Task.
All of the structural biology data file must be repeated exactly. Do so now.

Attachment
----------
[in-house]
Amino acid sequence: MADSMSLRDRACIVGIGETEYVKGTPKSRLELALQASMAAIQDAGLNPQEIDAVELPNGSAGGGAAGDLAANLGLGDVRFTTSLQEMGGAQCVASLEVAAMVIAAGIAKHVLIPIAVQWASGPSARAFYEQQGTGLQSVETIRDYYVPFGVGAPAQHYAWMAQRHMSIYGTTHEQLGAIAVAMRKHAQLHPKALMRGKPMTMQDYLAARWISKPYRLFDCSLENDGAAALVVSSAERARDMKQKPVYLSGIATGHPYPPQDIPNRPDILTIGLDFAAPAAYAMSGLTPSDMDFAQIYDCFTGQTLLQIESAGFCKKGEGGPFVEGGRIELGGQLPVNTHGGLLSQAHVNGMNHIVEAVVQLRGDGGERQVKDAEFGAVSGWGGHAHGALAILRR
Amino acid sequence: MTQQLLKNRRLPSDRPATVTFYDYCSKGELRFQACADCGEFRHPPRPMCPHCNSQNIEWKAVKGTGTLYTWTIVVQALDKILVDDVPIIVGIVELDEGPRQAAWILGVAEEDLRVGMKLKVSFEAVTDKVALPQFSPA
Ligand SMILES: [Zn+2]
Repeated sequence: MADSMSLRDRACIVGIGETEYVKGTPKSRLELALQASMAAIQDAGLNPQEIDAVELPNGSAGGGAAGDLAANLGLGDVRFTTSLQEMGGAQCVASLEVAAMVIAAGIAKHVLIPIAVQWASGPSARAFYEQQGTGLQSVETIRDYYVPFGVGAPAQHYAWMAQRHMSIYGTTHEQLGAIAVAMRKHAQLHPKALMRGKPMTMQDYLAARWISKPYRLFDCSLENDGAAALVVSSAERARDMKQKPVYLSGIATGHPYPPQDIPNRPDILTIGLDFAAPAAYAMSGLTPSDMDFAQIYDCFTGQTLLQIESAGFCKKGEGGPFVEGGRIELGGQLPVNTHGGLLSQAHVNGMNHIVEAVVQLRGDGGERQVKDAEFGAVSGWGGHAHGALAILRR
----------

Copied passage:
[in-house]
Amino acid sequence: MADSMSLRDRACIVGIGETEYVKGTPKSRLELALQASMAAIQDAGLNPQEIDAVELPNGSAGGGAAGDLAANLGLGDVRFTTSLQEMGGAQCVASLEVAAMVIAAGIAKHVLIPIAVQWASGPSARAFYEQQGTGLQSVETIRDYYVPFGVGAPAQHYAWMAQRHMSIYGTTHEQLGAIAVAMRKHAQLHPKALMRGKPMTMQDYLAARWISKPYRLFDCSLENDGAAALVVSSAERARDMKQKPVYLSGIATGHPYPPQDIPNRPDILTIGLDFAAPAAYAMSGLTPSDMDFAQIYDCFTGQTLLQIESAGFCKKGEGGPFVEGGRIELGGQLPVNTHGGLLSQAHVNGMNHIVEAVVQLRGDGGERQVKDAEFGAVSGWGGHAHGALAILRR
Amino acid sequence: MTQQLLKNRRLPSDRPATVTFYDYCSKGELRFQACADCGEFRHPPRPMCPHCNSQNIEWKAVKGTGTLYTWTIVVQALDKILVDDVPIIVGIVELDEGPRQAAWILGVAEEDLRVGMKLKVSFEAVTDKVALPQFSPA
Ligand SMILES: [Zn+2]
Repeated sequence: MADSMSLRDRACIVGIGETEYVKGTPKSRLELALQASMAAIQDAGLNPQEIDAVELPNGSAGGGAAGDLAANLGLGDVRFTTSLQEMGGAQCVASLEVAAMVIAAGIAKHVLIPIAVQWASGPSARAFYEQQGTGLQSVETIRDYYVPFGVGAPAQHYAWMAQRHMSIYGTTHEQLGAIAVAMRKHAQLHPKALMRGKPMTMQDYLAARWISKPYRLFDCSLENDGAAALVVSSAERARDMKQKPVYLSGIATGHPYPPQDIPNRPDILTIGLDFAAPAAYAMSGLTPSDMDFAQIYDCFTGQTLLQIESAGFCKKGEGGPFVEGGRIELGGQLPVNTHGGLLSQAHVNGMNHIVEAVVQLRGDGGERQVKDAEFGAVSGWGGHAHGALAILRR